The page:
After a long drunken feast, at which Fox and his retinue behave grossly, the Diane makes for Batavia and to rendezvous with the Surprise off the False Natunas. Fox behaves with increasing arrogance during the return voyage, the success of the treaty having gone to his head. Jack has words with him, Stephen turns against him for his incivility, and the rest of crew of the Diane loathe him. One night the frigate strikes a hidden reef and her captain and crew are shipwrecked on a desert island. Fox and his colleagues decide to sail for Batavia in Diane's pinnace, but are caught in a typhoon and presumed killed. During the same typhoon, the marooned Diane is destroyed but Aubrey's crew are able to begin to build a fair-sized schooner from what remains of the frigate - her starboard bow and hull.
- Jack Aubrey - captain of the Surprise and appointed captain of HMS Diane.
- Stephen Maturin - ship's surgeon, friend to Jack and an intelligence officer.
- Sophia Aubrey - Jack's wife
- Diana Villiers Maturin - Stephen's wife who is now with child.
- Captain Tom Pullings - a volunteer and First Lieutenant on the Surprise
- Awkward Davies - able seaman; a brute of a man who is profoundly loyal to Captain Aubrey for having saved him from drowning.
- Barret Bonden - Jack's coxswain
- Preserved Killick - Jack's steward cum butler
- Mr Nathaniel Martin - unbeneficed clergyman; surgeon's mate to Stephen
- Mr Standish - short-term purser of the Surprise and Martin's friend from Cambridge University
- Lord Melville - First Lord of the Admiralty
- Sir Joseph Blaine - Head of Intelligence at the Admiralty
- Edward Fox - Foreign Office envoy
- Mr Edwards - Fox's secretary
- Mr Fielding - Diane's First Lieutenant
- Mr Elliott - Diane's Second Lieutenant
- Dick Richardson - Diane's Third Lieutenant (formerly known as Spotted Dick in his youth)
- Ledward (ex Treasury) and Wray (ex Admiralty)- two English traitors; part of the French delegation
- Stamford Raffles - Governor of Java
- Loder - a member of Fox's retinue
- Johnstone - a Judge and a member of Fox's retinue
- Welby - Lieutenant of the Marines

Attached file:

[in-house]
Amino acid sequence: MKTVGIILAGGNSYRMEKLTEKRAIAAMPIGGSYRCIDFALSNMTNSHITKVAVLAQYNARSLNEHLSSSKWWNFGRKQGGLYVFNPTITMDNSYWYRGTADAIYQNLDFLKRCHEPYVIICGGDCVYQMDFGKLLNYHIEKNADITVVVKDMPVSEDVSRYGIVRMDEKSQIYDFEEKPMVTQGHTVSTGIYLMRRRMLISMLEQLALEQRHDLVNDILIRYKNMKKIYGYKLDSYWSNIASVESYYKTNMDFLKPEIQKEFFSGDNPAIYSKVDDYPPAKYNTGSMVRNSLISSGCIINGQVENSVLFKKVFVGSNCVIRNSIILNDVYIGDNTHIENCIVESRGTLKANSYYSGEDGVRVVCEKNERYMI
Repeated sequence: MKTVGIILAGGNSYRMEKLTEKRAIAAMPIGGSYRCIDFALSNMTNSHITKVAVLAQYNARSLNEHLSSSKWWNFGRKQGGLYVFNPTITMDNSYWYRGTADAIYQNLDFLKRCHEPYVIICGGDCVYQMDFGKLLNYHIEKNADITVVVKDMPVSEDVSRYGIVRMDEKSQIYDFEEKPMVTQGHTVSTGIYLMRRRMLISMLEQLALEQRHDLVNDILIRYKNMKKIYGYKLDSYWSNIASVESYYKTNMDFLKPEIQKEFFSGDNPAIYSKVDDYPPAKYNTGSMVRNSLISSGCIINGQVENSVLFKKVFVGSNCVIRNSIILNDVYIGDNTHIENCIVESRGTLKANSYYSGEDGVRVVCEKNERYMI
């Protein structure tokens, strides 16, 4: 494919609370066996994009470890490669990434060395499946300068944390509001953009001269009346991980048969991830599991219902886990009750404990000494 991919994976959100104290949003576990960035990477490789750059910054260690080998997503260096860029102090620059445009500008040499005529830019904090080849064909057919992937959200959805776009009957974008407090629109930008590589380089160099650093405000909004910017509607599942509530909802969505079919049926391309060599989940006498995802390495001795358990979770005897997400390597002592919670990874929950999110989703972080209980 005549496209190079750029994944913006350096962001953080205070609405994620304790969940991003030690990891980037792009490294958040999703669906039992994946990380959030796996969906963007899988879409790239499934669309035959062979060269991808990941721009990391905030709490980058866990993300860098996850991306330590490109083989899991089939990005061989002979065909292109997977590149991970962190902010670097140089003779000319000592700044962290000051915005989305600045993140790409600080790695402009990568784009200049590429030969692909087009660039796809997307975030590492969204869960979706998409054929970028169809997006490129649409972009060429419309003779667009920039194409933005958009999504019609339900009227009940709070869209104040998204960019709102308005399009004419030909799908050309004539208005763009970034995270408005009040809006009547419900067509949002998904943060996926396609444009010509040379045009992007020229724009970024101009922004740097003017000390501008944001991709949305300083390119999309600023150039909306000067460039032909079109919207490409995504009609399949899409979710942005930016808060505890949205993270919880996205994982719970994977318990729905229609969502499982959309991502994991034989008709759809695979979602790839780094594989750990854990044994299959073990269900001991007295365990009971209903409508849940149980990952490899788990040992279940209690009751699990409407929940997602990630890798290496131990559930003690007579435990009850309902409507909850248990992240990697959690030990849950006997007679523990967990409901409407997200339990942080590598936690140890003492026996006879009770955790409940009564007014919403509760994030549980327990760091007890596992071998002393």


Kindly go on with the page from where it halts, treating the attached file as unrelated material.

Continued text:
- Hadley - Diane's carpenter
- Duplessis - the French envoy
- Dumesnil - Lieutenant of the Cornelie; nephew of Christy-Palliere
This novel references actual events as any historical novel ought. In respect to the internal chronology of the series, it is the seventh of eleven novels that might take five or six years to happen but are all pegged to an extended 1812, or as Patrick O'Brian says it, 1812a and 1812b (introduction to Far Side of the World, the tenth novel in this series). The events of Yellow Admiral again match up with the historical years of the Napoleonic wars in sequence, as the first six novels did.
Allusions to science and history
On the voyage to Java, Jack has with him a chart showing Alexander von Humboldt's maximum and minimum sea-temperatures over a vast stretch of ocean. He sets out to carry on Humboldt's programme of measuring temperatures at various depths, salinity, atmospheric pressure etc. - as he says to Stephen, to have 'A chain right round to the Pacific'.
For instruments, he takes on board the Surprise:
- an improved dipping-needle
- a very delicate hygrometer of Jack's own invention
- an improved azimuth compass
- a Geneva cyanograph
- thermometers graduated by Ramsden
Allusions to other literature
Lois Montbertrand published an article concerning O'Brian's use of A. E. Housman's poem "Bells in the Tower" in this novel. She explains how O'Brian uses the fragment of the poem in the plot, as one character wants to get closer to Stephen Maturin, while Stephen Maturin would rather not.
- Recorded Books, LLC; Unabridged Audio edition narrated by Patrick Tull (ISBN 0788767178)
- Blackstone Audiobooks, unabridged narration by Simon Vance.
- W. W. Norton & Company, e-book edition, 2011, (ISBN 9780393063660)
- Patrick O'Brian. The Thirteen-Gun Salute. Norton. p. 417.
- Lois Montbertrand (2005). "Bells in the Tower: Patrick O'Brian's unattributed use of Poem AP IX, in his novel The Thirteen-Gun Salute". Housman Society Journal 2002, Volume Twenty Eight, p. 106. The Gunroom of HMS Surprise. Retrieved 3 July 2014.